How Well I Remember by Elizabeth Emerald
Artwork by helvi2 at FanArtReview.com
Example 1) The Tell-Tale Television
When I got married to Mr. Wrong #1, on July 8, 1979--a date that shall live in infamy--his parents gave us an old T.V. to tide us over for a few years. In 1982 we bought a new one.
For these past 35 years, I've taken perverse pride in my "antique" T.V., which has provided 20 years of faithful service, 15-pre and 5-post its15- year hiatus. It sat unused between 1997 and 2012; upon its transplantation from Suburbia Ave. to the untamed territory of Rural Road, my erstwhile-reliable reception was abruptly whisked away and I refused to ransom it from Comcast. In 2012 my daughter, Lauren, got my T.V. a ticket on her cable car for a piggy-back fee of just 5 dollars per month. It's been chugging merrily along ever since.
Last night Lauren bought a flat screen T.V. and offered to swap off her old one for mine at the transfer station--i.e. the den--en route to the bowels of the basement. Lauren's boyfriend, Lou, promised a set-up and switch-back should we decide that we preferred my original.
It was a no-lose deal. Free trial, return shipping at no charge. "Best-Man" Chuck--my "co-tube-r"--was curious to compare the performance of the oldster to the middle-ager. Lou had the challenger up and running before I even got to the den.
T.V. Senior, sidelined by the insolent upstart, suffered the further indignity of Chuck's ogling its backside, upon which was tattooed a long-extinct model number. Complete with a flourish--date of manufacture, April, 1996.
1996! How could that be? I distinctly recall our buying the T.V. in 1982. Maybe even earlier--1980, or 81. Certainly no later than 1984. I know it was in the first few years of the marriage. Unless...maybe his parents gave us a new T.V. for a wedding present in1979, and we didn't have to replace it until 1996. Sometime, apparently, after April. Definitely before October, when we gave our long-dead marriage its post-due burial.
Yes, that was it! Summer of 1996, of course. How could I have forgotten? We bought the T.V. on sale on the holiday weekend. At Sears, in the Square One Mall. Fourth of July. I remember how hot it was in the store. The A.C. was on "break" in both senses of the word. Or was it Labor Day? That's right. Yes, Labor Day.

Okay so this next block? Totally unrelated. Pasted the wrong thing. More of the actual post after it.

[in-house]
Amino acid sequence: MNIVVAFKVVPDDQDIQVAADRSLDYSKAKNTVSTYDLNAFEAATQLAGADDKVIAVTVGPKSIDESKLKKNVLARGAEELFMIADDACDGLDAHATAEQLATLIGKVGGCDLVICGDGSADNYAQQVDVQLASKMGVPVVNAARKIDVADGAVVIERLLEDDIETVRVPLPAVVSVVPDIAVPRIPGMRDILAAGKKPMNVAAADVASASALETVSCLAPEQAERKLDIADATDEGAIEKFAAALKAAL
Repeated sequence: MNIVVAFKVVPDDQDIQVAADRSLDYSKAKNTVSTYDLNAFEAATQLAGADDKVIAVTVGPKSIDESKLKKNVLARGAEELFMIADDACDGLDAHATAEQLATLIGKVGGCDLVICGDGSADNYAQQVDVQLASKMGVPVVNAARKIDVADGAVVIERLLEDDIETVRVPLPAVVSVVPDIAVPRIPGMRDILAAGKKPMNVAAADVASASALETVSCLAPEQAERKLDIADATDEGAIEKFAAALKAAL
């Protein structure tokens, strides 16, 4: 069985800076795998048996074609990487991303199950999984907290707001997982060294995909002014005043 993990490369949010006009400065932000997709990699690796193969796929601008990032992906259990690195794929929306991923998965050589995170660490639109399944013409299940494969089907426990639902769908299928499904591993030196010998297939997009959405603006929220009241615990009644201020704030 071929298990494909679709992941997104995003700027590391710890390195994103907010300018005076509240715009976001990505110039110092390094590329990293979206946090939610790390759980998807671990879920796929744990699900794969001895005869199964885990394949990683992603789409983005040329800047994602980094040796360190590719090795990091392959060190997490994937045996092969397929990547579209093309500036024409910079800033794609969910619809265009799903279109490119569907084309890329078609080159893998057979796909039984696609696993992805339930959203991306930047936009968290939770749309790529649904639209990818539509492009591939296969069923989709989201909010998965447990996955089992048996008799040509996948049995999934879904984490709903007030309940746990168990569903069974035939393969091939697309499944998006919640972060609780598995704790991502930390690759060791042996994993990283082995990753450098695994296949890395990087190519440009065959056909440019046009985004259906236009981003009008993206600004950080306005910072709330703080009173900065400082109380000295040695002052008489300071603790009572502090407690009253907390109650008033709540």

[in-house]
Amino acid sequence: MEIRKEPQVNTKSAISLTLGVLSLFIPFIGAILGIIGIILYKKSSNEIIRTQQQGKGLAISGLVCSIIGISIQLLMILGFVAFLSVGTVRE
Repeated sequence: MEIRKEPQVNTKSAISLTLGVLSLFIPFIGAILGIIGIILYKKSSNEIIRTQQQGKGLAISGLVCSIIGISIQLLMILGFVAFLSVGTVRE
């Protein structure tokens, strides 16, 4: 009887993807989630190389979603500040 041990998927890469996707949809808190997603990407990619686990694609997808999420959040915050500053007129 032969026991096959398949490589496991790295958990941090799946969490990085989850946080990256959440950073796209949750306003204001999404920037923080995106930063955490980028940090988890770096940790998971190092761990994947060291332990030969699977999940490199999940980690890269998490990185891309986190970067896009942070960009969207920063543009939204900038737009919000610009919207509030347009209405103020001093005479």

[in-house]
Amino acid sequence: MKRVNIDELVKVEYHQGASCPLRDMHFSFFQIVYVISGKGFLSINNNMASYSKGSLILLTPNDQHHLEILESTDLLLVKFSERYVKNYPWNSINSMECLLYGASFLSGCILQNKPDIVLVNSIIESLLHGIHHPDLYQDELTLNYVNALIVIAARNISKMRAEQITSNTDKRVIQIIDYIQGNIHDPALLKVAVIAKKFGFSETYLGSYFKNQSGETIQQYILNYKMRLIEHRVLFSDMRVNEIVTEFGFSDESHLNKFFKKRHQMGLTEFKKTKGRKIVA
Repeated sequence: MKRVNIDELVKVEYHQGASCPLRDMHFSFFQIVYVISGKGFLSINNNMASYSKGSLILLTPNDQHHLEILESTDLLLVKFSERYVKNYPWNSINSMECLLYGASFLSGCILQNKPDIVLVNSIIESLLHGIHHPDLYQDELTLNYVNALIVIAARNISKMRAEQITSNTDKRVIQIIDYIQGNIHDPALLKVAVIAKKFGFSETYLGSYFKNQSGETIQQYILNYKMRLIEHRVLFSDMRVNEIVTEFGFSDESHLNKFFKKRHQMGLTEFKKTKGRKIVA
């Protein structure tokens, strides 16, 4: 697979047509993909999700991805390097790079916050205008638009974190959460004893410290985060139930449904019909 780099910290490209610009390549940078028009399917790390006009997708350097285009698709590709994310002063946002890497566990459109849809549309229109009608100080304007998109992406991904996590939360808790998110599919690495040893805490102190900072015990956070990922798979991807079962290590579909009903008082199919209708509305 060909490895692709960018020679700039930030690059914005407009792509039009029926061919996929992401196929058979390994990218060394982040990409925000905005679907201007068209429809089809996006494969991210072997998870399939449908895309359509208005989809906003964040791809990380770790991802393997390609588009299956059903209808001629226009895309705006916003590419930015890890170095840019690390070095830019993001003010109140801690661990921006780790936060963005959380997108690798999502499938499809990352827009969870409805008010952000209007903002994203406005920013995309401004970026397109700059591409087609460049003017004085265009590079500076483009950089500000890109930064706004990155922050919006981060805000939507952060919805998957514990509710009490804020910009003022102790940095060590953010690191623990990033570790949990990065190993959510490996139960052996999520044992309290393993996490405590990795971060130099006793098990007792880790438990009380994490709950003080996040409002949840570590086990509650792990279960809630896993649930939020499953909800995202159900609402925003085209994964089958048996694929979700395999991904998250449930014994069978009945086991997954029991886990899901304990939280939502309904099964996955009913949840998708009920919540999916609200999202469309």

Unseasonably cold, it was, that weekend. Harbinger, perhaps, of the icy wall building itself inexorably between my husband and me. The big chill. It was still technically summer, so the store hadn't yet switched over to heat mode. I sat there shivering while Doug methodically examined every single damn T.V. in Home Depot. How well I remember.
P.S. In case you're wondering: my 35-turned-21 year-old is presently sojourning sullenly in the cellar, having been unceremoniously consigned there on indefinite hiatus. Chuck had decreed--no contest--that the proffered replacement had far superior color and clarity. Which is not surprising considering that the not-so-young-ster at least hails from the current century. I bought it for Lauren when she graduated from high school in 2006. Or from nursing school in 2010.
Example 2) Memorable Movie Misremembered
Have you seen "My Little Chickadee" starring W.C. Fields and Mae West? If you haven't, there's a hilarious honeymoon scene; watch the movie, then rejoin me as I relish recounting it. Until then: Spoiler Alert.
I first saw the film fifty-plenty years ago. My father was a big fan of The Marx Brothers, Charlie Chaplin, and W.C. Fields. Dad introduced me to the collective wit of these greats, and I never tired of re-re-watching their movies.
Every time I saw "My Little Chickadee" I anticipated the honeymoon scene. The unforgettable images became ever more ingrained in my brain over the years. Mae West ushering a sheep into the Bridal Suite, dressing it in a frilly white nightgown and matching ruffled cap. Coaxing the creature underneath the bed covers. Leaving a drunken W.C. Fields to stagger across the room attempting to embrace his eloping four-footed baaa-ride.
Last night, flipping through Comcast's free movie offerings, I was delighted to find "My Little Chickadee" on the list. Chuck had never seen it, and I persuaded him to watch it with me. I knew he'd love it as I did. It must have been thirty years since I'd seen it last; I was so looking forward to watching W.C. frolic with a sheep-in-bride's-clothing.
Only, it wasn't a sheep. It was a goat. And it wasn't gowned up, merely tucked in au naturel. And W.C. didn't have to chase the frantic creature around the room. The goat just lay there in bed, bleating, and walked off placidly when W.C. expressed his displeasure at having been "hood-winked."
The scene was every bit as funny as I'd remembered. The scene just wasn't the scene I'd remembered. Humor-wise, it was an even trade. I lost the cap-and-gown, but gained an "old coat smelling of tin cans" as W.C. chided his undercover bride, when he felt her "still dressed" in fur.
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